The Future of Montessori Education: AMS and AMI/USA Host U40 Summit

The Future of Montessori Education

In June, AMS and AMI/USA hosted a cohort of forward-thinking Montessori educators in Orlando, FL. The U40: Montessori for the Future Summit 2023 brought together 40 educators under 40-years-old to work together in identifying ways to improve teacher recruitment and retention, to better understand what teachers need to know to be successful with ever-changing demands, and to explore sustainable pathways for Montessori to expand its reach. In this collaborative effort between AMS and AMI/USA, an intentional decision was made not to identify who was from which organization but rather to come together as one Montessori community.

Mary Da Prato, an Early Childhood Montessori educator, shared, “The opportunity to stand up and speak about current Montessori needs in front of the entire U40 Summit was an extremely valuable experience. It was refreshing to participate in an in-person forum where Montessorians' concerns were heard by organizational heads.”

To attend this grant-funded event, Montessori educators submitted applications to AMS and AMI/USA. Participants from twenty different states and three countries were invited to attend. Four common themes were identified from their applications: research, technology, equity, and awareness.

These themes set the stage for the group as they worked together to craft innovative approaches for the future of Montessori Education. Facilitators presented information and encouraged discussions on topics such as what do the themes tell us as Montessori leaders and how do the themes impact the Montessori Movement. Participants were also presented with information from the Montessori Public Policy Initiative, current educational landscape research, Montessori-specific research, and the Montessori Essentials.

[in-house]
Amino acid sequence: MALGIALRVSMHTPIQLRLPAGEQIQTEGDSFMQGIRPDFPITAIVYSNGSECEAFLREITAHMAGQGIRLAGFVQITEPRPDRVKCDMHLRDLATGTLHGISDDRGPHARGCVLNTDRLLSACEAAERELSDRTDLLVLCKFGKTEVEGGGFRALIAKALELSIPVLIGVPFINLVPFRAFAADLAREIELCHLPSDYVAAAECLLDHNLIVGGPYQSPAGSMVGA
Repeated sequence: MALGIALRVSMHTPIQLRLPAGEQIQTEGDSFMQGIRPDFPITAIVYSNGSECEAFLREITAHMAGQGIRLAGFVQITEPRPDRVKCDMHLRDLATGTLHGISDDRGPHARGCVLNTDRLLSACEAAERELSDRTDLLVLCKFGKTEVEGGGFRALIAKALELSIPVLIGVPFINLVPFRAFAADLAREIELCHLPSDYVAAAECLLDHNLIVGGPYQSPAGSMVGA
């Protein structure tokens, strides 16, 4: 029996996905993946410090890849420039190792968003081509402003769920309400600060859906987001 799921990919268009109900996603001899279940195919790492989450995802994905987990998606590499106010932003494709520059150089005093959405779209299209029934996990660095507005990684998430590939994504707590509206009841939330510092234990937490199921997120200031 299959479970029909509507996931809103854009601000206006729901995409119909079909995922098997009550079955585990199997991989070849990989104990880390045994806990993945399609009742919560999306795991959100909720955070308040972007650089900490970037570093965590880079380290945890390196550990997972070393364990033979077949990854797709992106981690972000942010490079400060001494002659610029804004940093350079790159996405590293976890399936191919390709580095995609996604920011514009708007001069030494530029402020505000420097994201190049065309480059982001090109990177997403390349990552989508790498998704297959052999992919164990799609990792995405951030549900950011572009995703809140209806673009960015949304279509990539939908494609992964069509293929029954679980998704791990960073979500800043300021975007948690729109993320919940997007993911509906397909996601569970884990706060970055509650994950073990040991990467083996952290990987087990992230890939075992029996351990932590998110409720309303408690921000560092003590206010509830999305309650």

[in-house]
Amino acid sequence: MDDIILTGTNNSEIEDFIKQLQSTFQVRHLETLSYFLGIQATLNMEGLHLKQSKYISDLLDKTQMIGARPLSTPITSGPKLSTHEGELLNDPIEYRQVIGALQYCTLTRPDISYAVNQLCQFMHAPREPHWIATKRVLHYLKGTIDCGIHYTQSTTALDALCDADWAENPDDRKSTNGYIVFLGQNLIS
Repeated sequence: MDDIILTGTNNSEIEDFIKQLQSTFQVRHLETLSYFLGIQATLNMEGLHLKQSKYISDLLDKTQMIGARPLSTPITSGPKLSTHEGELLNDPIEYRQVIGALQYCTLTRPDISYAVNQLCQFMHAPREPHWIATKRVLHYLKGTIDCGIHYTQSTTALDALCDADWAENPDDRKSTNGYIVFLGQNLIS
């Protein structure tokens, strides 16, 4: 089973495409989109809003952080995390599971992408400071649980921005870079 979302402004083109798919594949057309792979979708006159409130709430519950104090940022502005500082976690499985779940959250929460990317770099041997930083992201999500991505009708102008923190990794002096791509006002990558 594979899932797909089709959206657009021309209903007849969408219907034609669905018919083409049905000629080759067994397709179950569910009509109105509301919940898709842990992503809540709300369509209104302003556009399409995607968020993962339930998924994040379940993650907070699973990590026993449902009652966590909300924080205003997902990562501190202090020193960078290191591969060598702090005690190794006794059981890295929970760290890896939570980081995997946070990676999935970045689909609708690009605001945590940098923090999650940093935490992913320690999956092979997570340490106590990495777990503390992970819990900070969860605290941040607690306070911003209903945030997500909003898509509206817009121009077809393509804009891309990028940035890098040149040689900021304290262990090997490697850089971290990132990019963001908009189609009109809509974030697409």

After a strong foundation was set, intentionally focusing on building community and connections, participants reflected on their experiences in Montessori Education and brainstormed “big” topics and issues related to the themes provided. These big topics evolved into questions and finally into group project presentations in which participants proposed innovative ideas for AMS and AMI/USA during a culminating “Montessori Science Fair.”

The initial list of questions participants brainstormed ranged from How do we elevate the profession to make it accessible, attractive, and sustainable? to What policies and practices can organizations establish to address issues surrounding political red tape and Montessori gatekeeping?

Ideas related to the work of Montessori teachers included:

  • What are the markers of the adult learning cycle?
  • What is the scope and sequence of teachers’ learning and work journey?
  • How do we create systems, structures, and communities to support the spiritual preparation and ongoing evolution of the adult?

One participant noted during the brainstorming session, “I’m just not sure how to grab the attention of parents when the world is so overwhelming.” This inspired a list of additional questions and challenges pertaining to Montessori parents and families.

Affirming the process of the group’s work together, Tessa Benner, a Secondary Montessori educator, shared, “There's a lot we can learn from one another. As we enter the future, we need to work together to meet the needs of modern students and families whilst keeping our work rooted in Montessori philosophy.”